Barrie Clement: Whatever happened to Prescott's plan?

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The Independent Online

There was little hint four years ago when John Prescott launched his grand plan for transport that the Government envisaged a major extension to Britain's motorways.

There was little hint four years ago when John Prescott launched his grand plan for transport that the Government envisaged a major extension to Britain's motorways.

The construction of more roads to satisfy the demands of an ever-increasing number of motorists was seen as piece of Thatcherite lunacy. The logical conclusion of such a policy would be that large parts of England in particular would be covered in concrete.

But yesterdayAlistair Darling, embarked on a motorway U-turn, a hazardous manoeuvre in any terms. The proposal for a new toll road is clearly not within the spirit or the letter of Mr Prescott's 10-year plan.

Mr Prescott, the Deputy Prime Minister, who combined a responsibility for transport with the environment, promised to boost the number of passengers using trains by 50 per cent in a decade. As part of his vision, motorists would be persuaded to abandon their cars for trains.

But the Strategic Rail Authority calculates the increase in passengers is likely to be nearer 25 per cent and next week the Government will acknowledge in effect the network's failure by shaking up the industry to streamline the chain of command. The relatively modest aim of increasing bus use by 10 per cent will only be achieved because of a substantial increase in patronage in London.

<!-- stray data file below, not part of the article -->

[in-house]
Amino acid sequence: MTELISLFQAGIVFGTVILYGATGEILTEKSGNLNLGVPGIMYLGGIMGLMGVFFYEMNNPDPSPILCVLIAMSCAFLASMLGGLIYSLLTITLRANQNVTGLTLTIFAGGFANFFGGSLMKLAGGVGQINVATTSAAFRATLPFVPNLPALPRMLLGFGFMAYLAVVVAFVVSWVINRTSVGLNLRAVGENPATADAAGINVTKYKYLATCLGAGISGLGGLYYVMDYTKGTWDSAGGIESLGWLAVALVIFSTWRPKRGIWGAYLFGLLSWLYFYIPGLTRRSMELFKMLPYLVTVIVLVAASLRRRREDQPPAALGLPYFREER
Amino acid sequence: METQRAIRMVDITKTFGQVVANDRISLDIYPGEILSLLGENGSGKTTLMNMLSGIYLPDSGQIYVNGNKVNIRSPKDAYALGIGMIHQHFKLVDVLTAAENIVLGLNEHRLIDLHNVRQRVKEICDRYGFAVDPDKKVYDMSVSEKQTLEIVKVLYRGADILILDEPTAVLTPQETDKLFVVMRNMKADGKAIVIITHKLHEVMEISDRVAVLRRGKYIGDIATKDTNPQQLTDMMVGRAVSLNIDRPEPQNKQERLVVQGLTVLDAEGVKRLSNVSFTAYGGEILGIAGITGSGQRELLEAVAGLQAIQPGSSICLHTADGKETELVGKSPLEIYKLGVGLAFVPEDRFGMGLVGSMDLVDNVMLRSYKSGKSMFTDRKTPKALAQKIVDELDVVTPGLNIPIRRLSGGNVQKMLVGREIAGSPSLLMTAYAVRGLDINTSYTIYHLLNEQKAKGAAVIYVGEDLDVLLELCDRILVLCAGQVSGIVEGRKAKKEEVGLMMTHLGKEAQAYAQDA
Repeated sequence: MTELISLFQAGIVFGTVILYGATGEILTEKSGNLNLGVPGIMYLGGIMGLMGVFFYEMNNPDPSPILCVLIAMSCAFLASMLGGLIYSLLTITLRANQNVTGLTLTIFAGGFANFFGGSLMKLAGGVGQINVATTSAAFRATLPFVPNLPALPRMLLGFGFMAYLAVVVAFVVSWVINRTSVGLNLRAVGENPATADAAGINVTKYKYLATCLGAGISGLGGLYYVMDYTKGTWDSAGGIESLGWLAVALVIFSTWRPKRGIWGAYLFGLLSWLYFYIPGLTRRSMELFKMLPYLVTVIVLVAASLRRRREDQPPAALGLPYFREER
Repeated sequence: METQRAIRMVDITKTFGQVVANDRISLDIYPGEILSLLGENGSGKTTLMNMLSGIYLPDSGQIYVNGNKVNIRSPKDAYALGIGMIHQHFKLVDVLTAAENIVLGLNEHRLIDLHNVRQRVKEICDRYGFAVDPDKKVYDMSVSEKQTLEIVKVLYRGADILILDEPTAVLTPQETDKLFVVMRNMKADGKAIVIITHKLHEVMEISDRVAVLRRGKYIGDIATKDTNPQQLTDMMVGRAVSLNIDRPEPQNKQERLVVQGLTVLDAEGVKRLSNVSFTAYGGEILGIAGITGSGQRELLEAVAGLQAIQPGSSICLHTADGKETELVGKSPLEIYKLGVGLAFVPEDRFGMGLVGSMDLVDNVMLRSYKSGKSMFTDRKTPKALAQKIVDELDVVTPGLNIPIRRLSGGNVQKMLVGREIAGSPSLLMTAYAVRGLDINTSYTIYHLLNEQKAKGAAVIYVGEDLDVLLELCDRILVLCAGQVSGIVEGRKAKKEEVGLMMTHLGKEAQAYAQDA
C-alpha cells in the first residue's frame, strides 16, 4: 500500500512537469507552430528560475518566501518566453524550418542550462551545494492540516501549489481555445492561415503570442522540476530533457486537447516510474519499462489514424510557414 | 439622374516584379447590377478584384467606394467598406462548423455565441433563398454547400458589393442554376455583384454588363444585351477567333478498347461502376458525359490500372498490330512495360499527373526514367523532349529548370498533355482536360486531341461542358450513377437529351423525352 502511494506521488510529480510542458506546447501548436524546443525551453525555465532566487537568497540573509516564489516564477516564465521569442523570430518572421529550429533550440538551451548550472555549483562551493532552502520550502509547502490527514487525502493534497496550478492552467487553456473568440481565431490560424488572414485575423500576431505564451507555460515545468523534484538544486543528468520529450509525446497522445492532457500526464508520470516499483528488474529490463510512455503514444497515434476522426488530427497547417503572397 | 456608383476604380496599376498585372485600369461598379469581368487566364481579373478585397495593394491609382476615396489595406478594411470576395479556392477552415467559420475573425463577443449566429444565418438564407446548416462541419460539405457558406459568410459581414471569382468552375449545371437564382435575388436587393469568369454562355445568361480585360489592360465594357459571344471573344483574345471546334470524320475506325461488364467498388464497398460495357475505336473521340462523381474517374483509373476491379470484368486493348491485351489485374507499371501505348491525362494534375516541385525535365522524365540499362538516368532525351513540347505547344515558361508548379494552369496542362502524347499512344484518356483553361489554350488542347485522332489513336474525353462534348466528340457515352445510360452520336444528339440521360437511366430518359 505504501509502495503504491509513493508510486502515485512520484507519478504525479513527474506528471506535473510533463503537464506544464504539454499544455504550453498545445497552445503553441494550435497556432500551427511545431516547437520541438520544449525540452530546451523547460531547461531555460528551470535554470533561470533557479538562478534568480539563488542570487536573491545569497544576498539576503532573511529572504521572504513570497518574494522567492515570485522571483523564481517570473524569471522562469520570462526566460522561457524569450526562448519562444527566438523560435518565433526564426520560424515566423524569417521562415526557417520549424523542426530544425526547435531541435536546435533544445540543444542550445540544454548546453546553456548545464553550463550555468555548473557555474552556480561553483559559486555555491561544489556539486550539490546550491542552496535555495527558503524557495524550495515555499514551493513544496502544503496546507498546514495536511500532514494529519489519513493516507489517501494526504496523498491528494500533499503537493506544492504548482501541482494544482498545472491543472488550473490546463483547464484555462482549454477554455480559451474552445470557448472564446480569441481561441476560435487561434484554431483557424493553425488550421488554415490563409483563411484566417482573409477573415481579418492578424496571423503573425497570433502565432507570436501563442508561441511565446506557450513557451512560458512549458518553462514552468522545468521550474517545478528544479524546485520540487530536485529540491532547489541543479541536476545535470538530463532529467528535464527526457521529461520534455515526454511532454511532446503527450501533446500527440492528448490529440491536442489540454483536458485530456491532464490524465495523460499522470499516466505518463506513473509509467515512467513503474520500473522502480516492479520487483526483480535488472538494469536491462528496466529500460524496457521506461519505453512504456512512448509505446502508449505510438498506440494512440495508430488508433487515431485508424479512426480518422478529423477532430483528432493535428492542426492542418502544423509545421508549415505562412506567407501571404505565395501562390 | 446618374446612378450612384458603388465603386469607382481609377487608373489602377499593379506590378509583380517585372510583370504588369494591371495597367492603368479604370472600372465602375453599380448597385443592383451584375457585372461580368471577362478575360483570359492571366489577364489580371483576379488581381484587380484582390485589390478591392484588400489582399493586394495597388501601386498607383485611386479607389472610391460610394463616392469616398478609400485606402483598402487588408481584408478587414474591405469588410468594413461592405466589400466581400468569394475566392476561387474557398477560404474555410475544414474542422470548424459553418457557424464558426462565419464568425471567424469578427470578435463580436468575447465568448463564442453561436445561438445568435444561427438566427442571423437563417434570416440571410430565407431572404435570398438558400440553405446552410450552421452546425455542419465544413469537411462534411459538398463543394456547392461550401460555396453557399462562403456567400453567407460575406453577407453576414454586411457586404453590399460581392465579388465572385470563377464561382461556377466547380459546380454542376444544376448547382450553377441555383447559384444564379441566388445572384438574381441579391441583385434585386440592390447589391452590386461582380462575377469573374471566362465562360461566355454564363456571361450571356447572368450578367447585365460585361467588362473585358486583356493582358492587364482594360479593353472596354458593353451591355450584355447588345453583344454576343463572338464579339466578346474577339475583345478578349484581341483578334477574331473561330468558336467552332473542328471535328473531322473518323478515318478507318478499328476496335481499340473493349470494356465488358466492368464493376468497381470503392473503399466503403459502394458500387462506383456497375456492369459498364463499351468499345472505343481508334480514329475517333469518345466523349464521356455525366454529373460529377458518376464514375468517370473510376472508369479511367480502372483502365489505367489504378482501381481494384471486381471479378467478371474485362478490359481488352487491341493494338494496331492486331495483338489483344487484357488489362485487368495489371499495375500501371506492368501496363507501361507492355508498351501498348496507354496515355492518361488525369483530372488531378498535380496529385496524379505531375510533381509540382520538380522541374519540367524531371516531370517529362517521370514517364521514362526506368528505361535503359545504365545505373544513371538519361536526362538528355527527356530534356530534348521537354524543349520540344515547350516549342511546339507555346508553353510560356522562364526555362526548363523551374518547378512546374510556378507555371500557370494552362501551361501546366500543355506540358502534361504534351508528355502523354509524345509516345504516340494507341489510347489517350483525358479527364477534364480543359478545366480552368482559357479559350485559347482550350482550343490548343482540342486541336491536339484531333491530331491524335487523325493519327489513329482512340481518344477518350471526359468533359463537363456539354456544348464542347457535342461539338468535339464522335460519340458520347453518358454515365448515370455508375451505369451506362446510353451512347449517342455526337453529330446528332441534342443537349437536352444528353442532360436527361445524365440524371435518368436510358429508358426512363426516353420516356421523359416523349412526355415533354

Perhaps yesterday's announcement is a sign that the Government believes the minority obsessions of the green groups pale into electoral insignificance beside the floating voters obsessed with their cars.

The Blairite Institute for Public Policy Research acknowledges that the environmental impact of the extra motorway capacity in the Midlands needs to be assessed, but argues that the principle is correct. "Without tolling, the congestion relief provided by extra lanes would be lost within a few years due to traffic growth," it said. "Tolls would keep the traffic free-flowing and pay for the extra lanes, while releasing funds for public transport improvements."

Mr Darling's plan clearly incurs the deep displeasure of those concerned about the environment. And it is unlikely to find universal support among motorists, many of whom will resent the imposition of another "tax" on top of vehicle and fuel duties.

A recent survey found that many Midlands businesses were saving three hours a week in travel since the opening of the M6 toll. But only a quarter of lorry fleet operators said they used the toll road because the £10 charge was too high.

The AA argues that if the Government presses ahead with such "expressways" elsewhere - and Mr Darling seems to be enthusiastic - ministers should review the whole question of how the roads are funded, including the possibility of lower taxation on cars and fuel. That, however, might defeat the object by giving more motorists the wherewithall to afford the tolls.

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